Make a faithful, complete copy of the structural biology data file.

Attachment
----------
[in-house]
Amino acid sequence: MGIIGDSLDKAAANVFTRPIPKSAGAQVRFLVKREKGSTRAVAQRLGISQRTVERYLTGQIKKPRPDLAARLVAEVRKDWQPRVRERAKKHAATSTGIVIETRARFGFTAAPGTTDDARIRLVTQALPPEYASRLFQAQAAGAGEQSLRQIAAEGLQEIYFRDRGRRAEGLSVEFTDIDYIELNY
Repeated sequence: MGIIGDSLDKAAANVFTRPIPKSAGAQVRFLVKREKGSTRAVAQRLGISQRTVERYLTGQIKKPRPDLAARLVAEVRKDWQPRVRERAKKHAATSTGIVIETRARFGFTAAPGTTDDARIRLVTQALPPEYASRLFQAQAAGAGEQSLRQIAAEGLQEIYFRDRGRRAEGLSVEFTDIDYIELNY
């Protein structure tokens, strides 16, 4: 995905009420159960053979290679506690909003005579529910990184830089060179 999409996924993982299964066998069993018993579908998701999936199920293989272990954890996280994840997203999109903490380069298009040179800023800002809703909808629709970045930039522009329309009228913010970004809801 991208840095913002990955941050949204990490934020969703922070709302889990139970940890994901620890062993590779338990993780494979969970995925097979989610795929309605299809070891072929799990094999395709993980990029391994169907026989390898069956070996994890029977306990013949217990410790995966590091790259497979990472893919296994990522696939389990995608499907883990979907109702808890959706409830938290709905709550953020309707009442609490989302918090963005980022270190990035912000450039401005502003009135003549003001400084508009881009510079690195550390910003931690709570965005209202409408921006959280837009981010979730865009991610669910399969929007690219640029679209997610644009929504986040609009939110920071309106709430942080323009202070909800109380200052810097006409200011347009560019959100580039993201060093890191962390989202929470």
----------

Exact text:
[in-house]
Amino acid sequence: MGIIGDSLDKAAANVFTRPIPKSAGAQVRFLVKREKGSTRAVAQRLGISQRTVERYLTGQIKKPRPDLAARLVAEVRKDWQPRVRERAKKHAATSTGIVIETRARFGFTAAPGTTDDARIRLVTQALPPEYASRLFQAQAAGAGEQSLRQIAAEGLQEIYFRDRGRRAEGLSVEFTDIDYIELNY
Repeated sequence: MGIIGDSLDKAAANVFTRPIPKSAGAQVRFLVKREKGSTRAVAQRLGISQRTVERYLTGQIKKPRPDLAARLVAEVRKDWQPRVRERAKKHAATSTGIVIETRARFGFTAAPGTTDDARIRLVTQALPPEYASRLFQAQAAGAGEQSLRQIAAEGLQEIYFRDRGRRAEGLSVEFTDIDYIELNY
């Protein structure tokens, strides 16, 4: 995905009420159960053979290679506690909003005579529910990184830089060179 999409996924993982299964066998069993018993579908998701999936199920293989272990954890996280994840997203999109903490380069298009040179800023800002809703909808629709970045930039522009329309009228913010970004809801 991208840095913002990955941050949204990490934020969703922070709302889990139970940890994901620890062993590779338990993780494979969970995925097979989610795929309605299809070891072929799990094999395709993980990029391994169907026989390898069956070996994890029977306990013949217990410790995966590091790259497979990472893919296994990522696939389990995608499907883990979907109702808890959706409830938290709905709550953020309707009442609490989302918090963005980022270190990035912000450039401005502003009135003549003001400084508009881009510079690195550390910003931690709570965005209202409408921006959280837009981010979730865009991610669910399969929007690219640029679209997610644009929504986040609009939110920071309106709430942080323009202070909800109380200052810097006409200011347009560019959100580039993201060093890191962390989202929470």